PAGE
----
Overview of European Sustainable Finance Labels - May 22

ESG rating

Publication :May 2022

The European labels establish their legitimacy alongside the development of European regulation

The assets under management of labelled funds have nearly doubled between the end of 2020 and the end of 2021, while their numbers have been multiplied by 1.5. This dynamic has been maintained despite the self-declaration of sustainable funds under Article 8 and 9 of the Sustainable Finance Disclosure Regulation (SFDR) being introduced.


Panorama des Labels 2022 May Tableau EN

Europeans labels nonetheless capitalize on the European regulation: 6 of the 9 have adopted self-declaration as an add-on criterion for candidate funds, and 4 of them (Nordic Swan, Towards Sustainability, FNG-Siegel and LuxFLAG ESG) have revised their criteria to better articulate them around SFDR and Taxonomy.

Fossil fuel exclusion, both mainstreamed and complexified

The French SRI label is the only label without any exclusion, while coal remains the most widely excluded sector. Since the last edition of Novethic’s overview, label guidelines on exclusion have been complexified, both in terms of types of excluded sub-sectors and transition strategies of the companies involved, none of the labels applying the same method. At this point, no lable has so far revised its exclusion of nuclear energy, despite its possible introduction in a Complementary Delegated Act of the Taxonomy.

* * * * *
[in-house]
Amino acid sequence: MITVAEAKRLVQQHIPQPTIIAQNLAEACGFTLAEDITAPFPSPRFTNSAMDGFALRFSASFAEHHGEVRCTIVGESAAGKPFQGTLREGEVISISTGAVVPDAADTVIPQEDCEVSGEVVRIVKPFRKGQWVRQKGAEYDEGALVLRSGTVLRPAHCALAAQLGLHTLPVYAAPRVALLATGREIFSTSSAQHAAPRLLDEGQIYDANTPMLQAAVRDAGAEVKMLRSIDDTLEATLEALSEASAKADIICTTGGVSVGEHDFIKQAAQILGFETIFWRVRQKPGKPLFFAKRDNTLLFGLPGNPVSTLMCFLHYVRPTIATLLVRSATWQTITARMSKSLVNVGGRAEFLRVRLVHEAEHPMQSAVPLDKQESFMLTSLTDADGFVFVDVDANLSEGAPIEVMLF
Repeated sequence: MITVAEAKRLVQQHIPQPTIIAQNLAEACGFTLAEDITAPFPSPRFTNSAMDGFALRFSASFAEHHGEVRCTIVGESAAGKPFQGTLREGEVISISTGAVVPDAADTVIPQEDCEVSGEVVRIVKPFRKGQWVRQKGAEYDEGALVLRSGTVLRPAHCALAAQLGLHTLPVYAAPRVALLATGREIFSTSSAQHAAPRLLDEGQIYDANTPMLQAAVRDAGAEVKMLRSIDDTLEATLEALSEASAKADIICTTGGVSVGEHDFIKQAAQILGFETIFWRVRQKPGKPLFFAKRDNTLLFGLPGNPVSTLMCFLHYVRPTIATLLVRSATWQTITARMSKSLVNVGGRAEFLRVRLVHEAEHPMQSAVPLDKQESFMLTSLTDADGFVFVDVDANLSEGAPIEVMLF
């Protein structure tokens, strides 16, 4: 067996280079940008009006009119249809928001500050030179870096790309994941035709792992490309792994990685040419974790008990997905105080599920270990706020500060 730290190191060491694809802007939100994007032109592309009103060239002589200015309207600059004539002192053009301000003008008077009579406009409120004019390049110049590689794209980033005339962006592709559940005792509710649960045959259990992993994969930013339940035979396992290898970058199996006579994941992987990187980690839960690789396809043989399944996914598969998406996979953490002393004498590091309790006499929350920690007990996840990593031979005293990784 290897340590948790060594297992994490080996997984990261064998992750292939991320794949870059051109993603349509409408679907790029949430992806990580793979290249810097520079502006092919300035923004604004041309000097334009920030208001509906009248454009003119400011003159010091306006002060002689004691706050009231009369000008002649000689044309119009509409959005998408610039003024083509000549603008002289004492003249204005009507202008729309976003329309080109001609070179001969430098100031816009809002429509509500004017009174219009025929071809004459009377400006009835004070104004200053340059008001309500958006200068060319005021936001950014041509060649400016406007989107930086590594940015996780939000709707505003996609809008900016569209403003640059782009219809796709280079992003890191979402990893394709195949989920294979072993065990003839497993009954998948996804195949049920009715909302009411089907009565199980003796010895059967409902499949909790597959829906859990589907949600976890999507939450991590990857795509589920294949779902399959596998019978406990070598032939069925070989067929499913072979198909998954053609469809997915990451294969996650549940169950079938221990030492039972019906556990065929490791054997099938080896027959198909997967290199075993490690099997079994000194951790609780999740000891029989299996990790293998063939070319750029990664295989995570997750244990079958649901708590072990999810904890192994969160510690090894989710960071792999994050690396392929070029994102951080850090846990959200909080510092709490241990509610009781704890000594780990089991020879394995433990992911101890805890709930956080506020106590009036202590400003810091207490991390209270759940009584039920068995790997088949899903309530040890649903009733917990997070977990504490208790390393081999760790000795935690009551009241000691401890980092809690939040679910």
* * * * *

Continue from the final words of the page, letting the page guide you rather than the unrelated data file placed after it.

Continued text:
Labels are still looking for the best approach to exclusion criteria. Nordic Swan and Towards Sustainability have adopted their own sophisticated method for companies in transition; the first one by having corporates prove that over 90 % of their investments are channeled to renewable energies, and that they represent over 50 % of their revenue, the second opting for a different requirement by focusing for example on validated Science Based Targets. On the other hand, Greenfin chose in October 2O21 to tighten its exclusions on the fossil fuel value chain.

Label criteria reviewed to include double materiality and shareholder engagement 

Double materiality and shareholder engagement have become essential criteria for European labels. Double materiality implies both an assessment of the expected impact of ESG risks on product returns, but also of the adverse impacts of the portfolio on ESG factors. Since 2021, label guidelines have introduced nuances, regarding material ESG risks, but also new minimum requirements in relation to environmental analysis. 

Considered to be a true improvement lever for the performance of investee companies, shareholder engagement has gained prominence in label guidelines, which require a formalized approach, as well as the exercise of voting rights by the asset management company marketing the fund.